Next, I sous vide the sausage at 152 degrees F. I simply wrap the pork roll in cling wrap (I get mine from Costco in the 18" wide roll) and tightly wrap it and then twist and knot the ends to keep water out. I sous vide it for 1 minute per mm diameter but I add about 20%, so for a 3" diameter or 77mm, I would go about 100 minutes. I wait until the sous vide temp shows 152 before starting the count down.

Finally, submerge the pork roll in iced water until it is cool, let it bloom some and you are ready to enjoy your endeavors.

Note: Check 2 Guys and a Cooler for very informative info regarding starter cultures as well as excellent sausage recipes.

Note 2: If anyone has access to fresh, genuine Taylor Pork Roll and has an accurate pH meter, it would be interesting to see the results. I left New Jersey over 50 years ago and have not seen TPR anywhere in the stores in Idaho, otherwise I would test the pH. I seem to recall it had a sourly note, but then again my taste buds 50-some years ago were different than now at age 70.
 
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Never had the stuff but the last thread we had got me interested in trying it. Your update has got me hooked as it close to my thoughts on it. Thank you for sharing!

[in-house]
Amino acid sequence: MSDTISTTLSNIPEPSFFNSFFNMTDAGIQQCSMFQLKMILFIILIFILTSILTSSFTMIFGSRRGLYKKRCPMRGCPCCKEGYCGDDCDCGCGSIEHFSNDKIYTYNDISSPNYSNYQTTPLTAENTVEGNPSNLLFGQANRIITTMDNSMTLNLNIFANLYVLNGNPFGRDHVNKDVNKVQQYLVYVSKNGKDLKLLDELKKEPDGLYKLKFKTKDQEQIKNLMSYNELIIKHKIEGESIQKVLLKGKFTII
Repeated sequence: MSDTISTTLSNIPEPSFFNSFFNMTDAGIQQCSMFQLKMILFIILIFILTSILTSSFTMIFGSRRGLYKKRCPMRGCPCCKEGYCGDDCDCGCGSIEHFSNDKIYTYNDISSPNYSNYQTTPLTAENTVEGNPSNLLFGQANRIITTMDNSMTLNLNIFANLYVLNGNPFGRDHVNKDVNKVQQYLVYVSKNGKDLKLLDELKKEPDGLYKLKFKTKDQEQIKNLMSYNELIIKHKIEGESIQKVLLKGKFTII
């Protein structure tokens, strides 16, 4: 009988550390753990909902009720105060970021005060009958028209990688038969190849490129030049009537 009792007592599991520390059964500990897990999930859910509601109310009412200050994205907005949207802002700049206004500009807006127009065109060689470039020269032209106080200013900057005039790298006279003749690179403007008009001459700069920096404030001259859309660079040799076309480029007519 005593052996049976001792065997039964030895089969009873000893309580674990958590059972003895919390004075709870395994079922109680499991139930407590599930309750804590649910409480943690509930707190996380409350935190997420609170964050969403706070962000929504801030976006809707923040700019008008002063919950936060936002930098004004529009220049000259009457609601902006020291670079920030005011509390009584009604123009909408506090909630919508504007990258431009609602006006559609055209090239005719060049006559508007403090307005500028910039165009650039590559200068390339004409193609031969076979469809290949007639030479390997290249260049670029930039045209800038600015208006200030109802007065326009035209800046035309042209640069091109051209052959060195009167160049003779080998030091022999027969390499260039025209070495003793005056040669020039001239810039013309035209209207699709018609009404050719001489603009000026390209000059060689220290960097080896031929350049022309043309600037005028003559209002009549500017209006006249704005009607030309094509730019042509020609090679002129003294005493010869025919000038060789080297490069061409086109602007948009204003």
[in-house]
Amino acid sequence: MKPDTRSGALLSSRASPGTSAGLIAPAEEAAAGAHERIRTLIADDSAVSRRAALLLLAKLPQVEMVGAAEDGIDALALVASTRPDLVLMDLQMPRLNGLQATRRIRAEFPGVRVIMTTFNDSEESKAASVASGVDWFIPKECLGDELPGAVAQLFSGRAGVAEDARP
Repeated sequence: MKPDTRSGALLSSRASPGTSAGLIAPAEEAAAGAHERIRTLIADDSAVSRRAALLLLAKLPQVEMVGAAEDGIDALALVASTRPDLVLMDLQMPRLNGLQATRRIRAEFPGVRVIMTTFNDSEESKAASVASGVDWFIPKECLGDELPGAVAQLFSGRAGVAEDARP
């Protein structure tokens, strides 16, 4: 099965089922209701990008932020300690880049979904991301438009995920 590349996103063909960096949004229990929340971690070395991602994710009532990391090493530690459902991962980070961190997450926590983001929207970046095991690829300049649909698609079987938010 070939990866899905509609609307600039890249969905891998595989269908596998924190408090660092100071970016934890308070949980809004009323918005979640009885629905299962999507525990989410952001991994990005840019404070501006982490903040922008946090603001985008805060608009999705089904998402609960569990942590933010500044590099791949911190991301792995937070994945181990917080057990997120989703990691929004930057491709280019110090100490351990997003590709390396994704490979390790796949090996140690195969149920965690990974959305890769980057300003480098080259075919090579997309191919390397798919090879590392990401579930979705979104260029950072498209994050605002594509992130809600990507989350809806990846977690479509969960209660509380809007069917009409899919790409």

Never had the stuff but the last thread we had got me interested in trying it. Your update has got me hooked as it close to my thoughts on it. Thank you for sharing!
I made some not long ago with a slightly modified recipe using FLC for a bit more mild acidification the LHP hits a little hard for me as does ECA. Finished the sausage in the SV at 152F
 
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I see there's been some recent discussions regarding this sausage. I am the originator of this recipe that is posted on the Len Poli site. I just wanted to add a few comments on how I have made this recipe somewhat easier since it's been 14 years since I posted that recipe. Here's my recommendations:

No need to add any Port or other alcoholic ingredient. No need to seek out Maple flavor powder. Don't use ECA (encapsulated citric acid), it will not taste the same as using a proper lactic acid starter culture.

Pork butt: 70%
Bacon ends: 30% (need some extra fat and "smokey" flavor that bacon adds)
Kosher salt: 2% of the weight of the pork butt only - the bacon is already salty
The rest of the ingredients are based on the total weight of the pork butt and bacon ends/pieces:
Cure #1: 0.26%
Dextrose: 0.65%
Maple syrup (I use the one from Trader Joe's, but any one will work): 1%
White pepper, ground: 0.4%
Sodium erythorbate (helps with color retention and accelerates cure): 0.05%